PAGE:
The Rise of Anxiety

Emma Groves, Staff Writer

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In the world of speed and timely service, one can easily feel out of sorts and anxious by the smallest things. It is a growing problem in teenagers to the extent that one out of three adolescents have some form of anxiety by the age of 18.

While the root cause of anxiety is still unknown as it can vary for each person, for teenagers specifically, it can stem from genetics, brain chemistry, home environments and traumatic or stressful life events. With so many causes, anxiety easily creeps into everyday life and can be hard to deal with and even harder to be rid of, if one can rid themselves of it.

“Identifying your triggers can take some time and self-reflection. In the meantime, there are things you can do to try to help calm or quiet your anxiety from taking over,” says Healthline.

The first step to coping with anxiety is identifying your triggers according to Healthline.  In the meantime, one can find ways to calm themselves in situations in which they feel anxious by first questioning their thought patterns. Negative thoughts can “distort the severity of the situation.” By filling oneself with positive thoughts, it can be easier to find a way out of the dark spiral that anxiety can send one down.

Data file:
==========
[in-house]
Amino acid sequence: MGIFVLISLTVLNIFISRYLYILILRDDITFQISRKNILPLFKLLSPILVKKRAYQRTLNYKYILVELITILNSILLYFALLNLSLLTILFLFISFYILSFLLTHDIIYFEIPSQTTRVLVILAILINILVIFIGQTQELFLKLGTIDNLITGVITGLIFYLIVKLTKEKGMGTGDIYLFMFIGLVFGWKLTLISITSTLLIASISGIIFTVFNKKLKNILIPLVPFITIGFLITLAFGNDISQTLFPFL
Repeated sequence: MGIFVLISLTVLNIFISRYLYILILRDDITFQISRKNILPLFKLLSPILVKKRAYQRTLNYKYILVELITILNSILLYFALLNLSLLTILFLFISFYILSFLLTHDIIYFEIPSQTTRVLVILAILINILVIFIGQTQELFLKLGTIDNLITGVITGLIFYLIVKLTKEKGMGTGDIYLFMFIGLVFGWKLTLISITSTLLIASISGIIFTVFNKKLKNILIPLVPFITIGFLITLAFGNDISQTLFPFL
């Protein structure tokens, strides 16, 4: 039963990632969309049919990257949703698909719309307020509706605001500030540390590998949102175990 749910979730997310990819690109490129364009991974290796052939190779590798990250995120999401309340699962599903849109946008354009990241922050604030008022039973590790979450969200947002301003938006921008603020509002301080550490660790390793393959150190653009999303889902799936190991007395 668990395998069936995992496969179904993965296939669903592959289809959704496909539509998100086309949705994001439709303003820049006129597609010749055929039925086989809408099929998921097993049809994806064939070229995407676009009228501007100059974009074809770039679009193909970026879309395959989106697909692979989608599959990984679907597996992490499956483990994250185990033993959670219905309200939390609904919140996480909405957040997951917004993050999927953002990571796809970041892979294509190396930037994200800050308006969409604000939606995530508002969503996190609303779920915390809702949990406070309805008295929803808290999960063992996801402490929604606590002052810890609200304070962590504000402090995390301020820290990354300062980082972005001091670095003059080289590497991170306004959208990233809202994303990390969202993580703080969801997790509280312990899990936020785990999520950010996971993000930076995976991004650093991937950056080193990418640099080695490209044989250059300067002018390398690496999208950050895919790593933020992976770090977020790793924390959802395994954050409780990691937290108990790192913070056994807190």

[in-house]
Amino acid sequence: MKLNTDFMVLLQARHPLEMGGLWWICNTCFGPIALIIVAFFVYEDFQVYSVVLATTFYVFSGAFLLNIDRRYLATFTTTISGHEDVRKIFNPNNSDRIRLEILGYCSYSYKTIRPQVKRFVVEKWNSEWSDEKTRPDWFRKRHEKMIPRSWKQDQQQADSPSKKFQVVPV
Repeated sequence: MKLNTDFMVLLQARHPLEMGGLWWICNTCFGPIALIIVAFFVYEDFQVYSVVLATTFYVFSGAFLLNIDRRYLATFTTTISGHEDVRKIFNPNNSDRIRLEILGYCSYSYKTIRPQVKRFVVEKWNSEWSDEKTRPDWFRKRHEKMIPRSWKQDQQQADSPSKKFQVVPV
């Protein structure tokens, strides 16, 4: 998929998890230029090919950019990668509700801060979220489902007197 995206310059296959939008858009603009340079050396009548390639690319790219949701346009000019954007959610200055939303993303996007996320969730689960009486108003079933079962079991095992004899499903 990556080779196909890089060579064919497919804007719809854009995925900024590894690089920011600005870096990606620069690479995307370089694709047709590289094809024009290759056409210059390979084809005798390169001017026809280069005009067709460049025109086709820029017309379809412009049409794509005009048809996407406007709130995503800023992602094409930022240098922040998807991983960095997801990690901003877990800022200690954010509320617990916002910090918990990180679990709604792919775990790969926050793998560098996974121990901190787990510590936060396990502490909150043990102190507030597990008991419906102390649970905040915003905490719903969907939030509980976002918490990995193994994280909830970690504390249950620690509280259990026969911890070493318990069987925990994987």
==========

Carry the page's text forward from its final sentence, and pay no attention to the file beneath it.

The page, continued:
Another way to calm oneself is through deep breathing and aromatherapy. Healthline suggests “breathing in for 4 counts and breathing out for 4 counts for 5 minutes total. By evening out your breath, you’ll slow your heart rate which should help calm you down.” With aromatherapy, scents like lavender or chamomile can calm oneself and “help activate certain receptors in your brain, potentially easing anxiety.”

The last two ways to ease anxiety is by writing down one’s thoughts and through 15 minutes of light yoga or walking. Through writing, one can help themselves by ridding their mind of their anxious thoughts onto the paper, so that it seems less daunting and giving the angst inside less power. Through exercise, one can feel as though they are simply walking away from the situation and “taking some time to focus on your body and not your mind may help relieve your anxiety.”

While these methods may help relieve anxiety, they are targeted more towards sporadic bursts of anxiety rather than generalized anxiety disorder (GAD), though they may help for GAD patients too. However, if one is dealing with GAD, it would be wise to seek more long-term treatment versus temporary and fleeting solves. It would be wise to consult one’s doctor if in such a situation as medication may be available for use.

Anxiety on whole is not dangerous, but it can be if one doesn’t identify the type of anxiety they have. Through this identification, one can seek further help, and if one begins to experience anxiety attacks, their anxiety may be more serious than they realize and should seek further help than the tips above.

With that said, anxiety is now becoming more common than ever and with one out of three teenagers experiencing it, perhaps more should be done to help students cope in more direct ways. With the help of schools, churches and organizations, students could have access to help with their anxiety and ways to manage it, but will they receive the help they seek? Only time can tell.